PetaPixel

Luxi is a Clip-On Adapter That Transforms Your iPhone Into a Proper Light Meter

luxia

Back in March 2011, we featured an iPhone app that lets you use your iPhone as a makeshift light meter. The app apparently works pretty well, but if you’ve been looking for a fancier solution involving your iPhone, one has finally arrived.

It’s called the Luxi, and is a small clip on accessory that turns your iPhone into a proper light meter.

As with standard handheld light meters you can find on the market, the Luxi comes with a round white diffusion dome. Well, that’s pretty much all the adapter is: a clip and a dome.

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The dome is designed to rest securely over your iPhone’s front-facing camera. Once it’s in place, you boot up the free app that is offered with the device (or an existing light meter app you’re already using) and you’re good to go.

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Extrasensory Devices, the company behind the Luxi, claims that the diffusion dome will lead to more accurate readings than if you use the front-facing camera by itself. It also reportedly delivers “comparable results” when pitted head-to-head with professional meters:

High-end professional light meters can cost upwards of hundreds of dollars, and until recently didn’t come with a nice touchscreen-based interface. Luxi essentially puts an incident light meter in your hand for just $20.

Luxi is patent pending and will retail for $25 when it’s launched. You can support the product and pre-order a unit for yourself over on Kickstarter for a contribution of $14.

Luxi: Incident light meter adapter for iPhone [Extrasensory Devices via Cult of Mac]


 
 
  • Puke

    I always wondered why it took so long for this to happen, especially with the price of a quality light meter

  • http://billionsuccess.com/ Herby

    Wow very cool

  • Jeff Bridges

    I had this very idea a few years back.
    And once the new sekonic light meters came out I knew it would happen soon.

  • Jim Felt

    I’ve missed using great Incident Meters since Digital Capture allowed and even encouraged mere Chimping! This is so great! I certainly K-S’ed mine.

  • http://www.facebook.com/norshan Norshan Nusi

    This is great!

  • http://www.facebook.com/sin3rgy David Liang

    Dammit man! If this thing came out last year I wouldn’t have sold my 4….

  • foggyflute

    I will love to have a look at comparison chart that backing the claim
    that this thing more accurate and useful than the in-camera one that being show as inferior on that video. I know they need to advertising, but stimulate the result that much for the sake of sale is disgusting.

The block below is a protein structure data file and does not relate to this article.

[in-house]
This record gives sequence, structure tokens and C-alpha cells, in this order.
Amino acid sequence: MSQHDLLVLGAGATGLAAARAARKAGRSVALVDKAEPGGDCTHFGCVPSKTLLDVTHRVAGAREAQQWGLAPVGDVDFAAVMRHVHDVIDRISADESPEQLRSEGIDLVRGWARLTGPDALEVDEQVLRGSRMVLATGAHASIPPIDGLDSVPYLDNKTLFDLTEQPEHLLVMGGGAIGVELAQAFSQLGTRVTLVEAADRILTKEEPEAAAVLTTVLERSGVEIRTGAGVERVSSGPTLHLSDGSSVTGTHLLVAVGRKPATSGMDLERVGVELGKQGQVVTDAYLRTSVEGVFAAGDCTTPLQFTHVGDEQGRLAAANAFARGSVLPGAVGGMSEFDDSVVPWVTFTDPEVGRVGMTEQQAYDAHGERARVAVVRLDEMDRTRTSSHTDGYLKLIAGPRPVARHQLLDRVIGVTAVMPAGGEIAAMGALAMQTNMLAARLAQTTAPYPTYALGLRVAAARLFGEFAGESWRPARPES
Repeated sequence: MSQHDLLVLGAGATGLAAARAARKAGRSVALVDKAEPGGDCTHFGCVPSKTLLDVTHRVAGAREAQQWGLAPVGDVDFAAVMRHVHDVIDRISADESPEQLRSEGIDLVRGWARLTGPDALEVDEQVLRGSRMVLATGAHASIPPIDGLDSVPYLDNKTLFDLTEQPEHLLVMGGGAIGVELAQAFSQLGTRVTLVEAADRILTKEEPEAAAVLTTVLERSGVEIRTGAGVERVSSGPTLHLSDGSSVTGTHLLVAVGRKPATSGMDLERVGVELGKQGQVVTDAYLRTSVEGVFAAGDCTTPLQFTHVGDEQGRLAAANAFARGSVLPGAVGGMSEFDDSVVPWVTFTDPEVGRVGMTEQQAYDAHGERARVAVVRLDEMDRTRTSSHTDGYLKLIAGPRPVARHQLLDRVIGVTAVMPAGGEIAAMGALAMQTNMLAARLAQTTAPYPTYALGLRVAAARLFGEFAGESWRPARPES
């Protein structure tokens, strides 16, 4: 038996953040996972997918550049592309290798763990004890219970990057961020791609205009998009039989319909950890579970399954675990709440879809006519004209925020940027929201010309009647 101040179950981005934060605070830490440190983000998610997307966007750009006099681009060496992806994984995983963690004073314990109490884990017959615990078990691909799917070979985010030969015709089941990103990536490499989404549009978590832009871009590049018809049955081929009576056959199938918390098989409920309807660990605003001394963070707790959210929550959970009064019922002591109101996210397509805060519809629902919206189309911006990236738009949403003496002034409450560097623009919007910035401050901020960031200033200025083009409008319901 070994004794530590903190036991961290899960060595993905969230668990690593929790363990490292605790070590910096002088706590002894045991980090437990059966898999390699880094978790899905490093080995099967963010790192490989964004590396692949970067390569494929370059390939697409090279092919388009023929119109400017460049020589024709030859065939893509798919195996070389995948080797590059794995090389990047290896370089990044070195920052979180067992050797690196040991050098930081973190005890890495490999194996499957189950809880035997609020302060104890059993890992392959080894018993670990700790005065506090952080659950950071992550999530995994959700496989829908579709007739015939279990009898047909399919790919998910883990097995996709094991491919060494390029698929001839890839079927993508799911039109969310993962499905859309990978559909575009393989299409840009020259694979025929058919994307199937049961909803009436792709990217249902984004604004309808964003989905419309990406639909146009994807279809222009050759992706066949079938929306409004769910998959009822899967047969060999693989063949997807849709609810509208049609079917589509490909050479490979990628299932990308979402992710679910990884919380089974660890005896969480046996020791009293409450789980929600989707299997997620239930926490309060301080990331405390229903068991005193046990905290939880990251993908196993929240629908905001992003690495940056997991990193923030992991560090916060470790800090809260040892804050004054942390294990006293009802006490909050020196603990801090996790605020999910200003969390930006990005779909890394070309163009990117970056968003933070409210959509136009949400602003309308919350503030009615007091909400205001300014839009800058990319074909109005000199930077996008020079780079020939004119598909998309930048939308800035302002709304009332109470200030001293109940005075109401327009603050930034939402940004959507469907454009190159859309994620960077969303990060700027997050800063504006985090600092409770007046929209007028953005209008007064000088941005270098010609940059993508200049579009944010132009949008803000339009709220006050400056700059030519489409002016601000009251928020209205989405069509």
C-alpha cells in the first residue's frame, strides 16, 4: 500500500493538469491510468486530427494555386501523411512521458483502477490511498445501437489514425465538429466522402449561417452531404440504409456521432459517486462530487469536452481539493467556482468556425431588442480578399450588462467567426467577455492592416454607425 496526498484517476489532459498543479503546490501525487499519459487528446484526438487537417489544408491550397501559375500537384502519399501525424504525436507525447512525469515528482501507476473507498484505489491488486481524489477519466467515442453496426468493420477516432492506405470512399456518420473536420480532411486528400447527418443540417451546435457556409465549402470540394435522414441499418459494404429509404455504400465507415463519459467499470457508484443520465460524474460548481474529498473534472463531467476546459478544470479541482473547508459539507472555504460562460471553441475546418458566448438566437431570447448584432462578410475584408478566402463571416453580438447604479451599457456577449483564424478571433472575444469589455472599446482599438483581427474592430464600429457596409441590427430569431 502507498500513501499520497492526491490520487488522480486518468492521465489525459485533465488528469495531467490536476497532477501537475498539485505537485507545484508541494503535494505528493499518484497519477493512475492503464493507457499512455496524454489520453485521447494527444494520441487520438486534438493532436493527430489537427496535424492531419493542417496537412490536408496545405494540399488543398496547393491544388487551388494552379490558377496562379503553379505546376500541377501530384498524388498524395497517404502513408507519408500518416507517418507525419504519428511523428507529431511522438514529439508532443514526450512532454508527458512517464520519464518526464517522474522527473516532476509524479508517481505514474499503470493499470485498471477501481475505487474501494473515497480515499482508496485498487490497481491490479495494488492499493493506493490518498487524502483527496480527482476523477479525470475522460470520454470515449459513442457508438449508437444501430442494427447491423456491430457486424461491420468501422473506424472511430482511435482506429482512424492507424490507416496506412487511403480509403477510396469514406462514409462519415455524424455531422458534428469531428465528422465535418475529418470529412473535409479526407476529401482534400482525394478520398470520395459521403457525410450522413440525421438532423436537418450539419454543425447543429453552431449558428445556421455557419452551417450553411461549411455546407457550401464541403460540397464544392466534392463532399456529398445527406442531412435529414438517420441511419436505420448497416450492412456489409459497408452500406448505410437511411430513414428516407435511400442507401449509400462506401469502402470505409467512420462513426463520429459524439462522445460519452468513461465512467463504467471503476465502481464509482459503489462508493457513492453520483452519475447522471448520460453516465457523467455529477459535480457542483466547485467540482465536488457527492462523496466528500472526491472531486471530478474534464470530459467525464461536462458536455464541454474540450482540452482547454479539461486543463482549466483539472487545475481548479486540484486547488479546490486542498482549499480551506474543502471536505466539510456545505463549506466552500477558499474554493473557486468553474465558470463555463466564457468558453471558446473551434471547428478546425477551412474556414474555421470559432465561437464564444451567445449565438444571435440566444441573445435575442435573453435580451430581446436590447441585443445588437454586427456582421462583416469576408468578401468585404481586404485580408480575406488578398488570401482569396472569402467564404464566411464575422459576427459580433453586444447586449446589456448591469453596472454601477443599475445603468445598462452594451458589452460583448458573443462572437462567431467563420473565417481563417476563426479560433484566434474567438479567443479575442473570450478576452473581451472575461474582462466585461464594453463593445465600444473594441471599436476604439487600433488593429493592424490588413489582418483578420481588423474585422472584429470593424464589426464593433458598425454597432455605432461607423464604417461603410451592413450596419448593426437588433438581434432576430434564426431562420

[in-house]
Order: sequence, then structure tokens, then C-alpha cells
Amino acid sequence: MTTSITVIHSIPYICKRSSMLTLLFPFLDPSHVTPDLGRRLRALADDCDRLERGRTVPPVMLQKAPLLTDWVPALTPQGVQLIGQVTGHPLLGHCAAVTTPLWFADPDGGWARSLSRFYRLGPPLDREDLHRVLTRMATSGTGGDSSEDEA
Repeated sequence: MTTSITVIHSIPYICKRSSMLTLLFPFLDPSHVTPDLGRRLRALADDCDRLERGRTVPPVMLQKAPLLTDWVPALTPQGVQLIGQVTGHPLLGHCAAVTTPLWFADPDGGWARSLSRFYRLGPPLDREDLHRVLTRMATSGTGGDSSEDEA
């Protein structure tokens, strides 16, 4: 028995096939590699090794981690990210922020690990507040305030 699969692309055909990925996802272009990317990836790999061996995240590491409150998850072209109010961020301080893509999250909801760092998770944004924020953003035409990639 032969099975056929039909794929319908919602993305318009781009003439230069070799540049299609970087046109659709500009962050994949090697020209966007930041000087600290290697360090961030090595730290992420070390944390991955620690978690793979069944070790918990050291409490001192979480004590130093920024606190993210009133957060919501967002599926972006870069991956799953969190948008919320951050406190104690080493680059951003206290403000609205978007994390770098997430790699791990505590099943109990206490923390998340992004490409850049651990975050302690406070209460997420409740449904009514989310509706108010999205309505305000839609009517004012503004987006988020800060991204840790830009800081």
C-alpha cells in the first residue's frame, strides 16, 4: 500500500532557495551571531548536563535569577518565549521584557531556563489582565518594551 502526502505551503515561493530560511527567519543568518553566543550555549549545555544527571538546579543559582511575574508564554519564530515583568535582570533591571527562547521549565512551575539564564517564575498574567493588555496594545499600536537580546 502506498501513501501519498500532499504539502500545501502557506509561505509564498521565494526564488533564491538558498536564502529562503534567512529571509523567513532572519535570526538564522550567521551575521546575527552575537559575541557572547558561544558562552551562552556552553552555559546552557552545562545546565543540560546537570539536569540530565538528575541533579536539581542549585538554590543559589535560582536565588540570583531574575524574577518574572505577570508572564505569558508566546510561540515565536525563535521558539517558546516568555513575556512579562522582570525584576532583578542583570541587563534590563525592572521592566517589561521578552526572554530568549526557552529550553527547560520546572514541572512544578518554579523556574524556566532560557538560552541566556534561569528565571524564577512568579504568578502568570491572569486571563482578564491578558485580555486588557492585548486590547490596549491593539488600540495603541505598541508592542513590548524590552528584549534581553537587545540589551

• Gordo

    Seems like it would work as a colorimeter / wb meter as well

  • JWalker

    This can’t detect flash EV.. rather toyish

  • Mansgame

    does it have a sync port? Can it work with flash? *edit* I’m being rhetorical… This is pretty much a toy without those.

  • walless

    Yes, they’ve failed to properly substantiate their claims, just as you have failed to be grammatically correct.

  • foggyflute

    Yes, I will really love to hear your correction on my grammar errors, I’m not a native English speaker so i always love to get better at it by having some help :)

  • http://twitter.com/compressgroup Compress Group

    Without flash EV or a sync port it’s pretty basic, but I applaud them for getting it out there! Maybe this will give Sekonic the kick in the pants they need.

  • Richard709

    Don’t mind him, he’s just a mad little boy.

  • uy

    cool gadget but the photo above (side by side with the Nikon) foils it.

    First, the camera is is ‘M’-Manual mode where aperture AND shutter speed is selected by user.

    Second, the EV scale right underneath the aperture reading on the camera clearly shows that at this setting, its >2 stops underexposed.

    Think twice before you take $20 out of your pockets eh?

  • Jim

    The iphone (mine is a 4) seems to conk out at about EV 4, while my Sekonic L-558 will meter down to EV -2 (incident). That’s 6 stops lower. Of course, smartphone sensitivity will likely increase with new generations of phones, but the Sekonic’s sensitivity, spot meter and flash metering abilities will handle just about anything. This will be a handy tool (I use and like the pocket light meter app a lot) but it will only be “comparable” to professional light meters within the narrow scope of its abilities.

  • Stephen Sidlo

    I love this idea but the way smartphones have advanced inside two years, I can see it being included within one. Nice idea though.

  • Joakim

    Sorry can’t see anything wrong with that, ofc the EV in the camera may be off when using a light meter.

  • Mansgame

    they already do have apps that come pretty close using the phone’s camera.

  • chi_able_guy

    Don’t know if anyone else asked this, does it work with strobe?

  • http://www.purseblog.com/ Vlad Dusil

    …but… will it blend?

  • Victor Quezada Carrasco

    Come on people!! The world is not black and white only!! Not everyone uses flash sync, hell, the lightmeter i’ts not designed only for stills studio work!! I’m a cinematographer and will alway trust more on the readings a meter will give me over the camera one, ‘cos I can use the zone system and all of that, but come on! whats the deal with the though of “it’s only a real tool if it has EVERYTHING and it is REALLY EXPENSIVE”?? I actually see this as a pretty functional tool. Although I wouldn’t use it ‘cos i only use the Spot Meter of my Sekonic for my documentary work. XD

  • boggy4062

    Not every dedicated flash meter supports this functionality either. I believe that this could be accomplished with the software as well.